January 25, 2021
Black patients with heart failure have higher rates of hospitalization for heart failure but lower rates of death than white patients with heart failure, a new Kaiser Permanente study shows.
The research also found that among patients with heart failure, Asian/Pacific Islanders had similar rates of hospitalization as whites, but lower rates of death; Hispanic patients also had lower death rates than white patients. The variations in death rates could not be explained by analyses the researchers conducted that took into account factors such as type of heart failure, age or neighborhood socioeconomic level, access to care, or how the heart failure was treated.
“With the current sensitivities around race and ethnicity, the fact we didn’t find differences in treatment by race and that treatment differences don’t explain outcomes is very valuable,” said the study’s senior author Alan S. Go, MD, a senior research scientist at the Kaiser Permanente Northern California Division of Research. “It makes us ask new types of questions about what we can do to address the differences we found.”
The research, published in the Journal of the American Heart Association, included 34,621 adults diagnosed with heart failure in Kaiser Permanente Northern California (KPNC) between 2012 and 2016. Compared to white patients, Black patients’ rates of hospitalization were 28% higher but their death rates were 22% lower. For Asian/Pacific Islander and Hispanic heart failure patients, death rates were 25% and 15% lower, respectively, than those seen in white patients.
Heart failure is a chronic condition that occurs when the heart is unable to pump enough blood to meet the body’s need for blood and oxygen. The condition can affect both sides of the heart or only the right side. Heart failure is caused by other health problems, such as coronary heart disease, high blood pressure, obesity, and diabetes. There are currently about 6.2 million people in the U.S. with heart failure. About 550,000 people are expected to be diagnosed with heart failure in 2021.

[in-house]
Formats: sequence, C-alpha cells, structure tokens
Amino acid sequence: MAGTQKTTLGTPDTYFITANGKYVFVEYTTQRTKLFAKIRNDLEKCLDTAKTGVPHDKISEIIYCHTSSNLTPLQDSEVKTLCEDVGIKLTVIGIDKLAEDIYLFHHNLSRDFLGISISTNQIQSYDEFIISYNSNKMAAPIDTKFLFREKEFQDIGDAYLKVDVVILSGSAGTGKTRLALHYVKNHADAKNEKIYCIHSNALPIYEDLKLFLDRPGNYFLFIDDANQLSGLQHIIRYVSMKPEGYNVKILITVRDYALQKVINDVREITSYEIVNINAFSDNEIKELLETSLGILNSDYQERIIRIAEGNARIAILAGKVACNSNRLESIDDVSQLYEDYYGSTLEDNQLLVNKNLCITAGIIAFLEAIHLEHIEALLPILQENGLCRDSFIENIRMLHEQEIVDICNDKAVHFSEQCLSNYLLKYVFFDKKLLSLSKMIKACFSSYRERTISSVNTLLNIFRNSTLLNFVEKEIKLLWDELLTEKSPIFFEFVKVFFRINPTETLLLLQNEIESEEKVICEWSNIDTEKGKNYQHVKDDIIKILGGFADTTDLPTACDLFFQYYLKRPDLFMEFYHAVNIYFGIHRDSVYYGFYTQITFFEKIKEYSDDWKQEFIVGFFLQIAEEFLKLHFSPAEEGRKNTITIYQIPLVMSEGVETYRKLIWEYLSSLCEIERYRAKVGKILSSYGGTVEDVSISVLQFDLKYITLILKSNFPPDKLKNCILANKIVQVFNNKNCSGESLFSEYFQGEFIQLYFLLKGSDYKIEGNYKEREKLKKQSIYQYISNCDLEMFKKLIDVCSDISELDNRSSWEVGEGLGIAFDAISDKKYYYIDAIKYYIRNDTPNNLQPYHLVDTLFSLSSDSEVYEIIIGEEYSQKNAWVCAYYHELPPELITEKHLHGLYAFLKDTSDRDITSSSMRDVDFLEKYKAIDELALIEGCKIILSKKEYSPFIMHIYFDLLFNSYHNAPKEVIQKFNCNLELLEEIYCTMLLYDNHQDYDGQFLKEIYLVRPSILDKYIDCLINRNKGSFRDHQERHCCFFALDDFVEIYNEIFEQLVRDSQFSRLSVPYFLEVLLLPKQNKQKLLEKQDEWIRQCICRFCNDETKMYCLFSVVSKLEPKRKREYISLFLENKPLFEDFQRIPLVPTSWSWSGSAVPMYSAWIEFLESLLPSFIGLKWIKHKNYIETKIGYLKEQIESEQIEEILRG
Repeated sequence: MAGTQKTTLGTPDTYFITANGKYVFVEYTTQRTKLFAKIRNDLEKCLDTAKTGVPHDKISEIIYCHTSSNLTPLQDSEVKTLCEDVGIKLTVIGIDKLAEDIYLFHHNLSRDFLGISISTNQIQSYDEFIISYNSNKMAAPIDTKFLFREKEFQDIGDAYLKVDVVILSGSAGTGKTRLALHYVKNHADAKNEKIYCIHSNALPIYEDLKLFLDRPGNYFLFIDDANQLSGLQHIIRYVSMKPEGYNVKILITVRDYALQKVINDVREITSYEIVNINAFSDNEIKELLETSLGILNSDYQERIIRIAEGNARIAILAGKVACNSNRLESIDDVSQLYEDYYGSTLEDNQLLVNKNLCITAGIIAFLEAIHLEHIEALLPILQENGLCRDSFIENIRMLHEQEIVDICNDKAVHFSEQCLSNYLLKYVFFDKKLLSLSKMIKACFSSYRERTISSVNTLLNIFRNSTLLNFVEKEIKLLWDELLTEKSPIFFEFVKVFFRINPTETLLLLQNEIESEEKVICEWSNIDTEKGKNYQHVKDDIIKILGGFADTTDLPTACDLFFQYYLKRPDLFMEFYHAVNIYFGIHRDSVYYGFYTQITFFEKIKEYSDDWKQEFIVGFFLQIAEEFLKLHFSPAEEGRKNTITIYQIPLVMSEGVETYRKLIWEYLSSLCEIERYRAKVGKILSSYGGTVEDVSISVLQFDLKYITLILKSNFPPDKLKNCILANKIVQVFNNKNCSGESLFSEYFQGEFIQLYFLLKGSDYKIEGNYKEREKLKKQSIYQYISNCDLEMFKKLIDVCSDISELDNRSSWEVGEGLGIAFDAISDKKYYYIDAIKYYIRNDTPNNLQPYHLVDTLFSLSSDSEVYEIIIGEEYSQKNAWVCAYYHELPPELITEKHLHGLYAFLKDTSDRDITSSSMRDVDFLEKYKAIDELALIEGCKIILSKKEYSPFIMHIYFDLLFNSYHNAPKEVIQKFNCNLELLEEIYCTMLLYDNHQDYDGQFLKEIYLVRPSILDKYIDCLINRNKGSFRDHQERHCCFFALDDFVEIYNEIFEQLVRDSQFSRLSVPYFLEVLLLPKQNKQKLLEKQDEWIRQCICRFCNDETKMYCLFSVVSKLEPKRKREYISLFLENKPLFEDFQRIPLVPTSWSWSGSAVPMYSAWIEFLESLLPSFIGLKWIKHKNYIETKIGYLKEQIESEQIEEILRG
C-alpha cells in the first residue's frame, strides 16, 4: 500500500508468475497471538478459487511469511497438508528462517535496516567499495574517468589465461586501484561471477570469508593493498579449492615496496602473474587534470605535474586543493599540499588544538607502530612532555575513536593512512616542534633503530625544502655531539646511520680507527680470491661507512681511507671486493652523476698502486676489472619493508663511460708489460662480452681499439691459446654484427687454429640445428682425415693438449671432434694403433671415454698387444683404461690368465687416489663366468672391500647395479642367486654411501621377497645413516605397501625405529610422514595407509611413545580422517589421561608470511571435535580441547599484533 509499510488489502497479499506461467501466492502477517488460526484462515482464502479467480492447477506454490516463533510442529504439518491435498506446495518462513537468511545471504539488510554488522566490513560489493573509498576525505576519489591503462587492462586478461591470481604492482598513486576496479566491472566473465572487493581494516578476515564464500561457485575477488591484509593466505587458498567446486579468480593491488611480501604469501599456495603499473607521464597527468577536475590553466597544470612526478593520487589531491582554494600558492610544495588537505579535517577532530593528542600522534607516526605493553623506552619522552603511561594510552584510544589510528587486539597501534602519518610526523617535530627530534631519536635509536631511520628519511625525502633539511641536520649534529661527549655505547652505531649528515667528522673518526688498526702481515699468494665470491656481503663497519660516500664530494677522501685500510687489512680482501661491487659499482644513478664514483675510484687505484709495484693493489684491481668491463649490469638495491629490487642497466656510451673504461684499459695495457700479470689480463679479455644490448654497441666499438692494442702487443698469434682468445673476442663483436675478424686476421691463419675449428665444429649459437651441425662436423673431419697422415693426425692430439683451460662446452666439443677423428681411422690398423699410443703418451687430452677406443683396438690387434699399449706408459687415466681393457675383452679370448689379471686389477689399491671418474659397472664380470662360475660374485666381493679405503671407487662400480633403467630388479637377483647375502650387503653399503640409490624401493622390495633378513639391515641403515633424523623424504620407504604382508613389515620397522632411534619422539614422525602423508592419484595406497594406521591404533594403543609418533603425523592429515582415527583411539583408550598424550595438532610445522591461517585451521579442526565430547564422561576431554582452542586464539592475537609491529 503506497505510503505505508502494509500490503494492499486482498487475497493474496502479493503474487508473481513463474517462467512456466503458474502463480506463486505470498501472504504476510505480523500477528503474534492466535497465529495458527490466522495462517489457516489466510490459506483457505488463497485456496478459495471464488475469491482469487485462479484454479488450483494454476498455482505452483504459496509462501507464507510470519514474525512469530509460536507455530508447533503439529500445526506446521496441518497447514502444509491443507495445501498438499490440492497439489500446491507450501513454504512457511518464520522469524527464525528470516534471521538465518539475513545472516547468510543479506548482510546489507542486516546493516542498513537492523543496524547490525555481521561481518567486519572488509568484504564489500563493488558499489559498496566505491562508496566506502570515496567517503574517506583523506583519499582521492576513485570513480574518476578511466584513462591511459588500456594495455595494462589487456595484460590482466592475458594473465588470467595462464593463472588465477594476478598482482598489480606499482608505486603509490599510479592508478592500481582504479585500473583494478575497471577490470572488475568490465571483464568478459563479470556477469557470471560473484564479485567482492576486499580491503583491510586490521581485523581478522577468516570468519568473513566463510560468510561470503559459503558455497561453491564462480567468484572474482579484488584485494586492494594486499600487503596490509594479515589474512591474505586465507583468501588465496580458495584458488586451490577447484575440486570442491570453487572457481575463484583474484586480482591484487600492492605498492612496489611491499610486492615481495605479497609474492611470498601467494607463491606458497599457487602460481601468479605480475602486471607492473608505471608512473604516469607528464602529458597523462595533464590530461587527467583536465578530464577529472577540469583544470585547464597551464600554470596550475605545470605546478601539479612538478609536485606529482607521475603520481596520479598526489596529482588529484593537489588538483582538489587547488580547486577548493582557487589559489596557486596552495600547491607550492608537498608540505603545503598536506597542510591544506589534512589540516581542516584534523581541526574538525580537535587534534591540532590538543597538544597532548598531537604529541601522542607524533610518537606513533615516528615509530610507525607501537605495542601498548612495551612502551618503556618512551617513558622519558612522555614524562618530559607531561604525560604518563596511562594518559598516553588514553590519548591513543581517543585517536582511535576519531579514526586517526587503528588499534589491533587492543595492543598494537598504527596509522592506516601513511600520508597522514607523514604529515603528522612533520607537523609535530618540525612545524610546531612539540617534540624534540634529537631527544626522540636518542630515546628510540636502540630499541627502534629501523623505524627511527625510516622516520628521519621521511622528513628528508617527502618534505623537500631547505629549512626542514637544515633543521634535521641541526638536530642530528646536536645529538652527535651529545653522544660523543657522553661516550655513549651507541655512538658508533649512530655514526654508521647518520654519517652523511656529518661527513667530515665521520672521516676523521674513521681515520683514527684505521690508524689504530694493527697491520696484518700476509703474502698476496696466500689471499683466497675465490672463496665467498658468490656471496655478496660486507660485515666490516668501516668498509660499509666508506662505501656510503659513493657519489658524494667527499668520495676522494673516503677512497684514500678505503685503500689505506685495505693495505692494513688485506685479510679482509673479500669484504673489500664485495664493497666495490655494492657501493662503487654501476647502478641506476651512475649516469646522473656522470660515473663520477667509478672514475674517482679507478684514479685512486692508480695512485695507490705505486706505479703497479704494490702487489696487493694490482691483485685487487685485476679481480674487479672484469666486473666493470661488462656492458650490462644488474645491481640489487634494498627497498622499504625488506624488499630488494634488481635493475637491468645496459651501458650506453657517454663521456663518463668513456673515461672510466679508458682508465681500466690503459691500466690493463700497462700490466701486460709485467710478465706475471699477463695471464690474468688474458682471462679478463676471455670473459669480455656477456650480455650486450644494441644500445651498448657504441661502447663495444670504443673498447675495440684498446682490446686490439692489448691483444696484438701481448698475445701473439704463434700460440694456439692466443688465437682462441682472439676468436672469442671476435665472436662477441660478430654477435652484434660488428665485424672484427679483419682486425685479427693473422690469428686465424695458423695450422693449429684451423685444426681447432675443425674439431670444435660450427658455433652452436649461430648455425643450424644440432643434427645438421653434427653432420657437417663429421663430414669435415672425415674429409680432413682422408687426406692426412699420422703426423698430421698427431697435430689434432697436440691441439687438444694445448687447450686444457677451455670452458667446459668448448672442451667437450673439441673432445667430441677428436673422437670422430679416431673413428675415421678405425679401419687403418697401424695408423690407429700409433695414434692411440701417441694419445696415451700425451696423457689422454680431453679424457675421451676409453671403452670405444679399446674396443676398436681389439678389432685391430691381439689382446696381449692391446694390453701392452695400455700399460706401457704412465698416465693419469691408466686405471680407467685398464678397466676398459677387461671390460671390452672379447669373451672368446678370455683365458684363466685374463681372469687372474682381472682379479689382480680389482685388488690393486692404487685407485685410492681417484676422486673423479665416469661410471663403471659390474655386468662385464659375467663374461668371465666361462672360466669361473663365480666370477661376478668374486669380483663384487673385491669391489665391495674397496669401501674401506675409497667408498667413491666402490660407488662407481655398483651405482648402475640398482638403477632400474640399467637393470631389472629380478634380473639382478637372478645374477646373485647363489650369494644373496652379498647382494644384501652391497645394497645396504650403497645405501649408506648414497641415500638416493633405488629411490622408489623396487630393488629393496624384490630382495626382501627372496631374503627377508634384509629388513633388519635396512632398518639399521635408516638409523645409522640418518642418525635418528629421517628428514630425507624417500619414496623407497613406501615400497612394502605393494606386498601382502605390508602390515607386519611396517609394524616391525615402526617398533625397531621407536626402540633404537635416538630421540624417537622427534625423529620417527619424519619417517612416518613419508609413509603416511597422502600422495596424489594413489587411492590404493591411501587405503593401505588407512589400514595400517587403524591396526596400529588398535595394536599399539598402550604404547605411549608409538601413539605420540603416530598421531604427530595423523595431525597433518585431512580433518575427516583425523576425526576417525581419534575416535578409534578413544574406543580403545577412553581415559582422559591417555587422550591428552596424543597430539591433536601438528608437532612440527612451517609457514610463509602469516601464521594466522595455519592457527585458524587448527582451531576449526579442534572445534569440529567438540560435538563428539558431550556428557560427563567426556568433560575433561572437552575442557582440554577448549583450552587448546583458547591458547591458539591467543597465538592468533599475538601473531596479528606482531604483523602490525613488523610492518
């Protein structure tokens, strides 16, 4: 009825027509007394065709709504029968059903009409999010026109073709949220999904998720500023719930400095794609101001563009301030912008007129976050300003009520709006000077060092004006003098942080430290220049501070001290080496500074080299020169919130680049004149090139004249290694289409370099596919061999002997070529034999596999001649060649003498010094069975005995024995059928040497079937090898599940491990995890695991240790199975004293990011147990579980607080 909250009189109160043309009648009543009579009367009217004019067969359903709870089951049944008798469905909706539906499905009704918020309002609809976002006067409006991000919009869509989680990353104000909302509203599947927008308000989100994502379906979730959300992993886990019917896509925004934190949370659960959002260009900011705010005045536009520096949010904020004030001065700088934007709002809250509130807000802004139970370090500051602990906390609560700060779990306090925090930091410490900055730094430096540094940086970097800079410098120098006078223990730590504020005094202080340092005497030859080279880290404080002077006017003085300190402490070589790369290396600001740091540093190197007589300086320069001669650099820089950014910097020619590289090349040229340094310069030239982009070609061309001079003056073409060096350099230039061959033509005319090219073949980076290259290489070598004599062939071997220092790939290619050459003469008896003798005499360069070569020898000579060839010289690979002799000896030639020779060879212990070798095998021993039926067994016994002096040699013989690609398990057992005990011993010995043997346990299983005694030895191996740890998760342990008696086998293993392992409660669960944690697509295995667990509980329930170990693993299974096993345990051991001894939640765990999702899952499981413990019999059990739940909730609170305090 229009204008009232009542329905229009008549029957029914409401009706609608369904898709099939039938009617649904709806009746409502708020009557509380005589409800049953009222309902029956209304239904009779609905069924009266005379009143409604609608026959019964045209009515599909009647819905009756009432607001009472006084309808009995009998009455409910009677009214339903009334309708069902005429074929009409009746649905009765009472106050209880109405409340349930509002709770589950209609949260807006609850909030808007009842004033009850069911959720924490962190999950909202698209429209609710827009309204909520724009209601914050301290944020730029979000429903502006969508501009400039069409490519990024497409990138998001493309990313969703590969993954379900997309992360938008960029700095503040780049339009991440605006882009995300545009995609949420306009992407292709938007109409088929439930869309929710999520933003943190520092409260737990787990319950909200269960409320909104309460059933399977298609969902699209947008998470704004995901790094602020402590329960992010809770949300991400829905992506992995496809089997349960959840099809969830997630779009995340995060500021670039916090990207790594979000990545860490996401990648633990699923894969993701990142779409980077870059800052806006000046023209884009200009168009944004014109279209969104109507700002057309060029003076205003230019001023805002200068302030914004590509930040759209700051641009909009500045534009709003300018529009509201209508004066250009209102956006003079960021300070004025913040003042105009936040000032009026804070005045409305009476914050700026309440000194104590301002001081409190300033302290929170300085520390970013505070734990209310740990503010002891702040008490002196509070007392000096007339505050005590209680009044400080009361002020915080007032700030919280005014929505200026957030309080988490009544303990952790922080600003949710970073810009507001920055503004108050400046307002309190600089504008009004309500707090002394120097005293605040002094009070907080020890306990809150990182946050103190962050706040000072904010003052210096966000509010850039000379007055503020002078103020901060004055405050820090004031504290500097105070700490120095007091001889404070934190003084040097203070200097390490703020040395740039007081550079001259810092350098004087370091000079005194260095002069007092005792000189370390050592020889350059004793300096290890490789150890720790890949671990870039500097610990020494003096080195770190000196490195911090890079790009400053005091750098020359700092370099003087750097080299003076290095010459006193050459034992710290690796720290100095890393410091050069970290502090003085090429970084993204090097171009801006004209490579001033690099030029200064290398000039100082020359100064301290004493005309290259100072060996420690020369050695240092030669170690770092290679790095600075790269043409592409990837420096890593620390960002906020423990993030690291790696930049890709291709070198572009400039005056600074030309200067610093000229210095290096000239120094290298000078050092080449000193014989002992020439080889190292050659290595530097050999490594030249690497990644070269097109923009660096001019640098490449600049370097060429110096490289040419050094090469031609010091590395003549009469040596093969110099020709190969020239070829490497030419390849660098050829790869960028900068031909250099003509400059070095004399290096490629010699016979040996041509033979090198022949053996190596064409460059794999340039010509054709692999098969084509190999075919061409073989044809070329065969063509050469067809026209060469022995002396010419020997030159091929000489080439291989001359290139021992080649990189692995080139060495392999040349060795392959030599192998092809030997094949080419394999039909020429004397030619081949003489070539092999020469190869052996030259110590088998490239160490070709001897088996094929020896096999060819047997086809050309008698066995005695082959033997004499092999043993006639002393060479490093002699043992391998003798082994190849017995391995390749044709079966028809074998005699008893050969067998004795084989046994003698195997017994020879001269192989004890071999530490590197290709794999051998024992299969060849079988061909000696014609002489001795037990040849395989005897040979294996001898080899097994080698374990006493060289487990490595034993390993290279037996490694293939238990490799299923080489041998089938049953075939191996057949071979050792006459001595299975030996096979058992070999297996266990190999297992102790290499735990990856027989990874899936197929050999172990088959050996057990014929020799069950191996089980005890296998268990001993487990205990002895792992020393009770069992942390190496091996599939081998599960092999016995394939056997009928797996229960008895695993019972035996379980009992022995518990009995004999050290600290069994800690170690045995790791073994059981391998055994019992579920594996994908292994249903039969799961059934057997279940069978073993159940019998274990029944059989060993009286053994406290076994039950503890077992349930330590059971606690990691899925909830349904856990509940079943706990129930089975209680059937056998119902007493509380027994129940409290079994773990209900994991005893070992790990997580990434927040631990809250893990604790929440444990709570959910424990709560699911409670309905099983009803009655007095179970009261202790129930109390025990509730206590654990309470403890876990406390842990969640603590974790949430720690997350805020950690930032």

“Nationally, Black patients have disproportionately high rates of death due to heart failure, so lower mortality among members of Kaiser Permanente is an important finding,” said Jamal S. Rana, MD, a cardiologist with The Permanente Medical Group and an adjunct investigator with the Division of Research.
The higher rates of hospitalization for Black patients with heart failure suggests the need to better understand what factors lead doctors to determine when patients with heart failure should be hospitalized. “The fact Black patients are hospitalized more but have lower death rates than white patients remains puzzling as other studies have found this as well,” said the study’s lead author Sam Savitz, PhD, who conducted the research as a Delivery Science Fellow at the Division of Research. Savitz is now a health services researcher at the Mayo Clinic in Rochester, Minnesota.
The higher death rate seen in white patients with heart failure could also not be explained. “There may be certain lifestyle factors that we weren’t able to study that could, in part, account for this,” said Savitz. “It’s also possible that there are social differences that could help explain the variations in death rates.”
A previous study by the Division of Research found people who were Black, Latino, or Asian generally had a lower risk of coronary heart disease than people who were white.
Dr. Go said the study findings underscore the importance of looking at the underlying socioeconomic factors that affect how individual people access the health care system. “For me,” he said, “this study shows that there are areas we need to explore further to see how we can maximize the effectiveness of the care we provide to heart failure patients to both avoid preventable hospitalization and improve survival regardless of your race or ethnicity.”
The project was supported by The Permanente Medical Group Delivery Science and Applied Research (DARE) Initiative.
Co-authors include Adjunct Investigators Keane Lee, MD, MS, and Jamal Rana, MD, PhD, and Thomas Leong, MPH, Sue Hee Sung MPH, and Grace Tabada, MPH, from the Division of Research.
This story originally appeared in Division of Reseearch Spotlight